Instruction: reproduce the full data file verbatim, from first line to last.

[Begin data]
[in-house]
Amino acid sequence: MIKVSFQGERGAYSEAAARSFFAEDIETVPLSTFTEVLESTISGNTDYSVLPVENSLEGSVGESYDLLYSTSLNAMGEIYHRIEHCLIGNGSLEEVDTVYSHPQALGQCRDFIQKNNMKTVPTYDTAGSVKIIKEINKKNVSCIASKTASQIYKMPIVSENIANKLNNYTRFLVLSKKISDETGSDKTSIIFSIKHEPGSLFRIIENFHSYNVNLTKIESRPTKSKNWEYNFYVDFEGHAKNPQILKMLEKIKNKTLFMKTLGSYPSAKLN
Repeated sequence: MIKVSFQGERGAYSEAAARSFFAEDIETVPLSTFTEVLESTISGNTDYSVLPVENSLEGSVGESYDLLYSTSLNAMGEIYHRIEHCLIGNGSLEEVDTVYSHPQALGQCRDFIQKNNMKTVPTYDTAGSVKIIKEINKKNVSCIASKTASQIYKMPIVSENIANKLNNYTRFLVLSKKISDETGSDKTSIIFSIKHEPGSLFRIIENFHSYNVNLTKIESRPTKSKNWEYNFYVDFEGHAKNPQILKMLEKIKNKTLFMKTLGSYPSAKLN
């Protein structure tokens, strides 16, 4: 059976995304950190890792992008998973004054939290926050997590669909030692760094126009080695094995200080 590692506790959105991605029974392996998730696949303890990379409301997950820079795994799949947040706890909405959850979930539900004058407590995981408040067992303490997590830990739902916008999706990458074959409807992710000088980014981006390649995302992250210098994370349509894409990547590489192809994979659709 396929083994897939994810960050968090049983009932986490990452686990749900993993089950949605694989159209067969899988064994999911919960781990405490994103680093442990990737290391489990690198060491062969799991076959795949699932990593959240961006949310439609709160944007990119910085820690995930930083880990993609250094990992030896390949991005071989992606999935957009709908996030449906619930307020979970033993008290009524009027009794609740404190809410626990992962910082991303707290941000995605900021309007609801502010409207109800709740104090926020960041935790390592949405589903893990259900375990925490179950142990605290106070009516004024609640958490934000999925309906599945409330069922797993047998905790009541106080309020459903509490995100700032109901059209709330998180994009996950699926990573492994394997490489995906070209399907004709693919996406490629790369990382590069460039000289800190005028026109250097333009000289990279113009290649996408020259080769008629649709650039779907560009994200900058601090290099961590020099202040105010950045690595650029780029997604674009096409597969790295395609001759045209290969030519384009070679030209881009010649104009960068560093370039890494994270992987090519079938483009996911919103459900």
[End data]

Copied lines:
[in-house]
Amino acid sequence: MIKVSFQGERGAYSEAAARSFFAEDIETVPLSTFTEVLESTISGNTDYSVLPVENSLEGSVGESYDLLYSTSLNAMGEIYHRIEHCLIGNGSLEEVDTVYSHPQALGQCRDFIQKNNMKTVPTYDTAGSVKIIKEINKKNVSCIASKTASQIYKMPIVSENIANKLNNYTRFLVLSKKISDETGSDKTSIIFSIKHEPGSLFRIIENFHSYNVNLTKIESRPTKSKNWEYNFYVDFEGHAKNPQILKMLEKIKNKTLFMKTLGSYPSAKLN
Repeated sequence: MIKVSFQGERGAYSEAAARSFFAEDIETVPLSTFTEVLESTISGNTDYSVLPVENSLEGSVGESYDLLYSTSLNAMGEIYHRIEHCLIGNGSLEEVDTVYSHPQALGQCRDFIQKNNMKTVPTYDTAGSVKIIKEINKKNVSCIASKTASQIYKMPIVSENIANKLNNYTRFLVLSKKISDETGSDKTSIIFSIKHEPGSLFRIIENFHSYNVNLTKIESRPTKSKNWEYNFYVDFEGHAKNPQILKMLEKIKNKTLFMKTLGSYPSAKLN
């Protein structure tokens, strides 16, 4: 059976995304950190890792992008998973004054939290926050997590669909030692760094126009080695094995200080 590692506790959105991605029974392996998730696949303890990379409301997950820079795994799949947040706890909405959850979930539900004058407590995981408040067992303490997590830990739902916008999706990458074959409807992710000088980014981006390649995302992250210098994370349509894409990547590489192809994979659709 396929083994897939994810960050968090049983009932986490990452686990749900993993089950949605694989159209067969899988064994999911919960781990405490994103680093442990990737290391489990690198060491062969799991076959795949699932990593959240961006949310439609709160944007990119910085820690995930930083880990993609250094990992030896390949991005071989992606999935957009709908996030449906619930307020979970033993008290009524009027009794609740404190809410626990992962910082991303707290941000995605900021309007609801502010409207109800709740104090926020960041935790390592949405589903893990259900375990925490179950142990605290106070009516004024609640958490934000999925309906599945409330069922797993047998905790009541106080309020459903509490995100700032109901059209709330998180994009996950699926990573492994394997490489995906070209399907004709693919996406490629790369990382590069460039000289800190005028026109250097333009000289990279113009290649996408020259080769008629649709650039779907560009994200900058601090290099961590020099202040105010950045690595650029780029997604674009096409597969790295395609001759045209290969030519384009070679030209881009010649104009960068560093370039890494994270992987090519079938483009996911919103459900």